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After Divorce, Teacher Wants To Carry Gun

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In Oregon, a teacher is fighting for the right to carry a gun with her into the classroom to protect herself from her ex-husband.

The teacher is identified only as "Jane Doe" in the lawsuit. She wishes to pack her Glock 9-mm pistol into her high school classroom in Medford, Oregon where she teaches school.

The woman is licensed to carry a concealed weapon and claims that she has a valid reason for wanting to have the gun with her in class. Her ex-husband, against whom she has a restraining order, has reportedly made threats against her and her children since their divorce.

Whether her reason is a valid argument to carry the gun into the school, it certainly touches a hot spot that is sure to ignite debate about firearms and school safety.

The school district that employs Jane Doe has a strict policy that only law enforcement officers are allowed to carry weapons on school property. When it became public knowledge that Ms. Doe had a permit to carry a concealed weapon, the school administration reminded her of the district policy.

However, the school district may not have the authority to make that decision. It appears that it is a matter of state law.

According to Oregon state law, "any element relating to firearms and components thereof, including ammunition, is vested solely in the Legislative Assembly.

Doe is backed by gun-rights groups who say she has the right under the Second Amendment to carry the weapon, even into her classroom. While she is in court challenging the school district's policy, lawmakers all over the country are filing bills to make it legal and commonplace for teachers to carry guns at school. In some cases the bills even provide for special weapons safety training for those teachers who want to not only teach, but to be a part of their school's security teams.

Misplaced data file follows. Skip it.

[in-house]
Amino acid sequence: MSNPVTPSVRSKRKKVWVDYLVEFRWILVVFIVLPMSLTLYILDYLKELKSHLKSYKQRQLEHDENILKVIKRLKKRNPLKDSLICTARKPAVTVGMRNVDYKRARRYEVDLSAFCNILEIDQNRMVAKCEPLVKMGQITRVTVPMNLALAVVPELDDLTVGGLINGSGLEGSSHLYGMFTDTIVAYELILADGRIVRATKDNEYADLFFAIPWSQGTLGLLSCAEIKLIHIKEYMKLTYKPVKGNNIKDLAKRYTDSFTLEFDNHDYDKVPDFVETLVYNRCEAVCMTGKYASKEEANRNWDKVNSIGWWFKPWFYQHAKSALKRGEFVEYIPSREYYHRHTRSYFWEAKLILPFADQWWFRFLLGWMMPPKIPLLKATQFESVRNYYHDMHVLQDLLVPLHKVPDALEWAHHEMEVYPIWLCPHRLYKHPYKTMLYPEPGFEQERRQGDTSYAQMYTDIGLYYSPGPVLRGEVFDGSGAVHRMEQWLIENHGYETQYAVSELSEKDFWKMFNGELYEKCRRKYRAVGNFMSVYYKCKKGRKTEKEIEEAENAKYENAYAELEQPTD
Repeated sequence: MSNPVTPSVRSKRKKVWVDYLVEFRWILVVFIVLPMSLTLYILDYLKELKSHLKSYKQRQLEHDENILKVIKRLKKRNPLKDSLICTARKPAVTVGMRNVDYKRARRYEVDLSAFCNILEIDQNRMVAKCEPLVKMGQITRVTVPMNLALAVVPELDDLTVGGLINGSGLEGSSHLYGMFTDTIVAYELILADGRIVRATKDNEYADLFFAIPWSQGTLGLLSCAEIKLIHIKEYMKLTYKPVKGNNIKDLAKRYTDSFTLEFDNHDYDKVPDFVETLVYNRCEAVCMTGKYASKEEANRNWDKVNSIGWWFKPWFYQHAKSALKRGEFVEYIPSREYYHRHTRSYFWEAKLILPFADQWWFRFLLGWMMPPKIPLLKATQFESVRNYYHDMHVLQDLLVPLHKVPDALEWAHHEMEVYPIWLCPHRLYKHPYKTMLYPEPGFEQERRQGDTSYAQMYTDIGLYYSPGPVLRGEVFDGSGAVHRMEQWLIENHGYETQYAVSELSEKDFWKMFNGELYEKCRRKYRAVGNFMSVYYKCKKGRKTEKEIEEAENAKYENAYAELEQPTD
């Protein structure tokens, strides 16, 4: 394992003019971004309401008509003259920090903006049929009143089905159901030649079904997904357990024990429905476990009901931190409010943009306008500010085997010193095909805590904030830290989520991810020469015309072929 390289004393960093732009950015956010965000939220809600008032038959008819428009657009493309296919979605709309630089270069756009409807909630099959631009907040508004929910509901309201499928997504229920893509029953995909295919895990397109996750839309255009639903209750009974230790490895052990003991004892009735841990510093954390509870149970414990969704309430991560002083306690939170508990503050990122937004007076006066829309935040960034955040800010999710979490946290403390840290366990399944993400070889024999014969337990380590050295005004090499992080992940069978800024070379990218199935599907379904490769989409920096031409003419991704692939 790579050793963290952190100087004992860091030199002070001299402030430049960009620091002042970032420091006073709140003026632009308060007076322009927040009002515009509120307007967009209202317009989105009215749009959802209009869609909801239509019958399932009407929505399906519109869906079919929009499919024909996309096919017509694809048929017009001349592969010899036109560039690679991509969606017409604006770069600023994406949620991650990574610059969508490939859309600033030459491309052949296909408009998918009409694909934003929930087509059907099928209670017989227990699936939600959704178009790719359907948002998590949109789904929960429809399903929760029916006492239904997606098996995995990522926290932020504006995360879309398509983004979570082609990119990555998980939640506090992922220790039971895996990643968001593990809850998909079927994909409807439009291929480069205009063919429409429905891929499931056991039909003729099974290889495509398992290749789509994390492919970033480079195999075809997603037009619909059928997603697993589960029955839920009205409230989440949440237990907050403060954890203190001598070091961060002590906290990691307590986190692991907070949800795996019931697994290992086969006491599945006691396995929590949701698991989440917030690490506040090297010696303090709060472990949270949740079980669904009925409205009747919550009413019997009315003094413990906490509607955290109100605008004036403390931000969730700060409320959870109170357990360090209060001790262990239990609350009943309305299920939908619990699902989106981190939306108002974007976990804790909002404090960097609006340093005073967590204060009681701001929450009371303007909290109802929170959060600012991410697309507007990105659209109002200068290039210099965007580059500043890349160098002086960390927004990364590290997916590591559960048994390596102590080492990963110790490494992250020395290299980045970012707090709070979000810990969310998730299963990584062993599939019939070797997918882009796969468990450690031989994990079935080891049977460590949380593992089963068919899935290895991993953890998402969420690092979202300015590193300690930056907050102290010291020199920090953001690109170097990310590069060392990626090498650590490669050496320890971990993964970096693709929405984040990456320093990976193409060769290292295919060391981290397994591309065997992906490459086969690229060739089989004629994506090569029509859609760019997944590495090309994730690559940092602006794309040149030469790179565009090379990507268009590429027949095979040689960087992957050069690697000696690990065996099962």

James Leuenberger, the lawyer who represents the teacher, says "There's a specific state statute that prohibits local governments, including school districts, from passing laws or policies prohibiting people from owning or possessing firearms.

The teacher says that she purchased a gun while in the process of getting out of an abusive relationship and divorcing her husband. She says that prior to buying the gun a few years ago she was not an activist for the Second Amendment right to keep and bear arms.

She does say that in light of incidents such as the shootings at Colombine High School and Virginia Tech University, she now believes that having responsible adults on campus with guns could prevent these kinds of tragedies from happening at schools. She makes the point any time a violent criminal enters a school with a plan to commit violence, they know that there is no one there that can stop them. She believes that if teachers were able to carry weapons, it could be a deterrent to these violent criminals and increase school safety.

There are still many people who oppose guns on school property. Most teachers' organizations, administrators and law enforcement agencies support laws that ban firearms at schools. According to the National Conference of State Legislatures, 37 states have laws that specifically ban guns at schools. Police officials say that in a school shooting situation, more guns in the mix would only make things more dangerous.

Jane Doe will have her say in court. Will the judge decide that the restraining order that she got against her ex-husband after her divorce provides enough protection, or will they allow her to pack her Glock pistol in the classroom? Gun-rights groups and school administrators across the country are watching closely, waiting and wondering about the outcome of this high-stakes case in Oregon.


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